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How to Solve Bird Problems on Transformers and Powerlines

Birds on power lines and transformers are common, but their presence is hazardous to birds and people. It is prevalent to see entire flocks of birds surrounding and sitting near one pole. Birds can nest, leave droppings and garbage, get electrocuted, and can cause damage to the power lines, poles, and transformers. It may look harmless to the common eye, but it is hazardous to multiple parties.

You can see a wide variety of birds on transformers and power lines. Since this is a nationwide infrastructure, you will see many different species of birds. From pigeons to crows, seagulls, and blue jays, all of these can be spotted resting on the lines or transformers. Birds view these spots as comfortable and safe resting places. They are also perfect vantage points for sight.

How can the birds land on the power lines without being shocked? This comes from birds having two feet on the power lines. The electricity goes in and back out since there are two contact points. But electrocution is a real risk if they come into contact with two wires at once or with certain equipment parts. The electricity will have nowhere to escape the bird's body and, therefore, will electrocute the bird.

Birds can cause lots of damage to transformers and power lines alike. If they improperly touch two powerlines with their wings, they can cause power outages due to the electrical shock. For people, these power outages caused by birds can be costly and dangerous, significantly damaging electrical equipment. Aside from short circuits, you can also see damage to transformers from birds nesting. They bring in foreign materials to create their nest by transformer, which can be a fire and electrical hazard. If one piece of nesting material is out of place, there is potential for a fire or shock can take down a stretch of lines and multiple transformers. The droppings these birds leave are also very unpleasant to look at. They make these poles, power lines, and transformers look dirty and unsanitary. These can be costly repairs and cost hundreds of people power for an undetermined amount of time.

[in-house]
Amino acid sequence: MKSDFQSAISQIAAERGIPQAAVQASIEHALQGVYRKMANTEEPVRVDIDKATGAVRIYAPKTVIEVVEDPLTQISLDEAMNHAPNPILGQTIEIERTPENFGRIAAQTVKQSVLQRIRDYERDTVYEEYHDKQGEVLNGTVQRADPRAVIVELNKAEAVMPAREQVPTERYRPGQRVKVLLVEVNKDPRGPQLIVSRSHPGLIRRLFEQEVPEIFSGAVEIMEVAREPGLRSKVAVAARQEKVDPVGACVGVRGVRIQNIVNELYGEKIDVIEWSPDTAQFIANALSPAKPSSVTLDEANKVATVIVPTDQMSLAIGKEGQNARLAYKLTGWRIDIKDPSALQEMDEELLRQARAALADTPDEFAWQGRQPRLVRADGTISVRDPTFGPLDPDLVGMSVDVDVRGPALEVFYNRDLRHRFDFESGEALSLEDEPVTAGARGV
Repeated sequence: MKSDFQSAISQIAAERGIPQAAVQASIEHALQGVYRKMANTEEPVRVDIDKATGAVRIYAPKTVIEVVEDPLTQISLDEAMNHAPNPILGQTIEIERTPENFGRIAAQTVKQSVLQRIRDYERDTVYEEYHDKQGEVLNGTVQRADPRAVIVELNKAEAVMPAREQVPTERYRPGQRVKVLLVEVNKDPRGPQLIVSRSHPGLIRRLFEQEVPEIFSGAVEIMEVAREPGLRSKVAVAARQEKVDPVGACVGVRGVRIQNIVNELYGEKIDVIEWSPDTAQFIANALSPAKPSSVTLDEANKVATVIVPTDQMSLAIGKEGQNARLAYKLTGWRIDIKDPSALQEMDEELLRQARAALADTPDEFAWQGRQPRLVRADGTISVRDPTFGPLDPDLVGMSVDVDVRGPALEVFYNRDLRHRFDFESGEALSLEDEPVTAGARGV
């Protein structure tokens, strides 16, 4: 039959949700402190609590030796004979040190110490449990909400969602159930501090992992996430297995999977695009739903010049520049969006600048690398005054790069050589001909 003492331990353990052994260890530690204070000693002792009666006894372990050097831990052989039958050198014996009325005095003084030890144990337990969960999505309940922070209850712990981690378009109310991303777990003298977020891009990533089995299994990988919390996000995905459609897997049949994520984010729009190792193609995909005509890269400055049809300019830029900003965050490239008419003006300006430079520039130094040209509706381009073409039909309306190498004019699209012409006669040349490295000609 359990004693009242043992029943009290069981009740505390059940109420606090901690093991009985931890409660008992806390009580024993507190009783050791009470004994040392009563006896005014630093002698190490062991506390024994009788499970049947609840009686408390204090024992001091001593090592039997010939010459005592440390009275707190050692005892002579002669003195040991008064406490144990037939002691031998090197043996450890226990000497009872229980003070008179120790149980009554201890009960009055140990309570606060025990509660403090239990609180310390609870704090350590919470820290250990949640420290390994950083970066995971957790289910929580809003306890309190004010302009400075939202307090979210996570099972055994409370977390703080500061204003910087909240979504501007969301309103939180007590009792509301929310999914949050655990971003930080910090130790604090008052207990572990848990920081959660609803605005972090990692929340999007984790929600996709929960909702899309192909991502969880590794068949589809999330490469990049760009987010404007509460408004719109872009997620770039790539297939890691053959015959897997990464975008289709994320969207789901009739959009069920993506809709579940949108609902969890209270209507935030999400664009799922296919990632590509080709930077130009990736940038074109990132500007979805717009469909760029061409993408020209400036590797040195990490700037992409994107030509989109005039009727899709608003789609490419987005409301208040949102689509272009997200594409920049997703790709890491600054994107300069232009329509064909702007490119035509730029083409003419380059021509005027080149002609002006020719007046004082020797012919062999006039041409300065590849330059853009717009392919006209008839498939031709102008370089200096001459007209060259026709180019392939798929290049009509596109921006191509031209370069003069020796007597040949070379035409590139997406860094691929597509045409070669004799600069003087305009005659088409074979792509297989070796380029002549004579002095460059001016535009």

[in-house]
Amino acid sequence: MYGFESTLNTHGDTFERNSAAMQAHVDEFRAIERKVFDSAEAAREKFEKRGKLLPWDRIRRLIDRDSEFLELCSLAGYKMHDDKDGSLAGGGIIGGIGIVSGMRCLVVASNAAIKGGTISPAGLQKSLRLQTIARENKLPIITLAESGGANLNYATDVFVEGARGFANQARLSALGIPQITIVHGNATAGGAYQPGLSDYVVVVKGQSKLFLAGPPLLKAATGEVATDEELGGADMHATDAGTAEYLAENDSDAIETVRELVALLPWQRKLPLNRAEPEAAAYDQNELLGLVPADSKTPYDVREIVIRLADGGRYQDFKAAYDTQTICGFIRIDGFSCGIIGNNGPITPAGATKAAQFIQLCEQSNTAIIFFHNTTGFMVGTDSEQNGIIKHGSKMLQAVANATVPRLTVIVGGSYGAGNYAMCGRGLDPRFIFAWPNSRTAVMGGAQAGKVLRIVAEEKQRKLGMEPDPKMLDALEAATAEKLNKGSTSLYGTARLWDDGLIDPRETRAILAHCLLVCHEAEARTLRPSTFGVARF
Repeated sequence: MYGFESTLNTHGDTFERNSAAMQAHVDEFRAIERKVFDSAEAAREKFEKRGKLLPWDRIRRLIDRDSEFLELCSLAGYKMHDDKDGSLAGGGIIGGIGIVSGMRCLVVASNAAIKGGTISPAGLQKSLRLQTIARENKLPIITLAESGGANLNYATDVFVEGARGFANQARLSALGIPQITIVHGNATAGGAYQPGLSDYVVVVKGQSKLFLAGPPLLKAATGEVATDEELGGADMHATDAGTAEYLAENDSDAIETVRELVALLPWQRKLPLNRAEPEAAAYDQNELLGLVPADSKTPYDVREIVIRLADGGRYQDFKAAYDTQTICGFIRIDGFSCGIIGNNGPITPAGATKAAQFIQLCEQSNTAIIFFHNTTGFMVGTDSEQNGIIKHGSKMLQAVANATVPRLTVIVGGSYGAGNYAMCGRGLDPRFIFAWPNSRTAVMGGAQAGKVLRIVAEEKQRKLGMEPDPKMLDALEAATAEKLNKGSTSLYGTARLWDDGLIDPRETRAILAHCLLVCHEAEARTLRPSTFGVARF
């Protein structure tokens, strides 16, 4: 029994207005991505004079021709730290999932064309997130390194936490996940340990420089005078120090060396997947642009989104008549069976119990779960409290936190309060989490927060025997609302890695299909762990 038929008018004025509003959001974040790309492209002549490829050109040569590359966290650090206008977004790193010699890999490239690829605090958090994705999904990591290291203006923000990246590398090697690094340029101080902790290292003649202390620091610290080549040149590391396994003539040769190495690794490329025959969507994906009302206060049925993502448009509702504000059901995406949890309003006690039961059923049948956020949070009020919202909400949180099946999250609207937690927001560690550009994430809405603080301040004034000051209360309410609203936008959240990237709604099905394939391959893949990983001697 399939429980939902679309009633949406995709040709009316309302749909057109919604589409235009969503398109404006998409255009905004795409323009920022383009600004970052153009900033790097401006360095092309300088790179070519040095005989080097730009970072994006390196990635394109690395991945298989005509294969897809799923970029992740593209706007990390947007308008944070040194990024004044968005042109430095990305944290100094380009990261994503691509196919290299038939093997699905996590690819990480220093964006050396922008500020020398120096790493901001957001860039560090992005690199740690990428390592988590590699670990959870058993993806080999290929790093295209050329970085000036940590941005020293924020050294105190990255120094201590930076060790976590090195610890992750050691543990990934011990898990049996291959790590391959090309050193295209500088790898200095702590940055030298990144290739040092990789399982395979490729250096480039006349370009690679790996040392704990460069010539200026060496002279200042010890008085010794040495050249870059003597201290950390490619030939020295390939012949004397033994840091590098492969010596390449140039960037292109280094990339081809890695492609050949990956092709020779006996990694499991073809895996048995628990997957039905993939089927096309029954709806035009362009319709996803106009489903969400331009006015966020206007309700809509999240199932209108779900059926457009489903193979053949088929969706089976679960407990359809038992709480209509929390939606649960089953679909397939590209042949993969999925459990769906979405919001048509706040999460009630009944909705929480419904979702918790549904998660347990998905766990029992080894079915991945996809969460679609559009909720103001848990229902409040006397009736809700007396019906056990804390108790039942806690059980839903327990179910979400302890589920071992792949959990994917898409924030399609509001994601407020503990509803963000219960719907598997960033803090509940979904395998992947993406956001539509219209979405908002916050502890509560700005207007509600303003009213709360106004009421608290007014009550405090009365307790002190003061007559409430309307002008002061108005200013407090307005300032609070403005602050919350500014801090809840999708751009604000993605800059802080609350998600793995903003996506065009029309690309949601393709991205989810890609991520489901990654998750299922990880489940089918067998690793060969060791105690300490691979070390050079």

Nothing loose should be on the poles to protect both the birds from electrocution and people from power outages. Transformers must be appropriately secured to the poles to prevent the birds from touching them. If the poles are near trees, trimming them near the power lines is essential since these can provide perches and easy access for birds. Finally, prevention must be implemented to discourage birds from landing on the wires. These devices and deterrents are designed to scare and keep the birds away without harming them.

In terms of prevention, we want the best of both worlds, for the birds not to be harmed and for the infrastructure to be left intact and in good working shape so there are no power outages. Sound units and visual deterrents have been known to work in these situations. The sound units emit different intervals and frequencies of sound to deter the birds from landing in that area. The sounds are unpleasant to the birds. With the visual deterrents, an owl or predator bird look alike can be placed in the area to scare away the birds. These can be used on bird hotspots with large concentrations. By breaking up these concentrations, less damage will likely occur to the electrical infrastructure. Municipalities need to protect power lines, transformers, and poles. Check out our website for different products that can work in your situation.

Contact AviAway Bird Control Services for all your power line and transformer bird problems.


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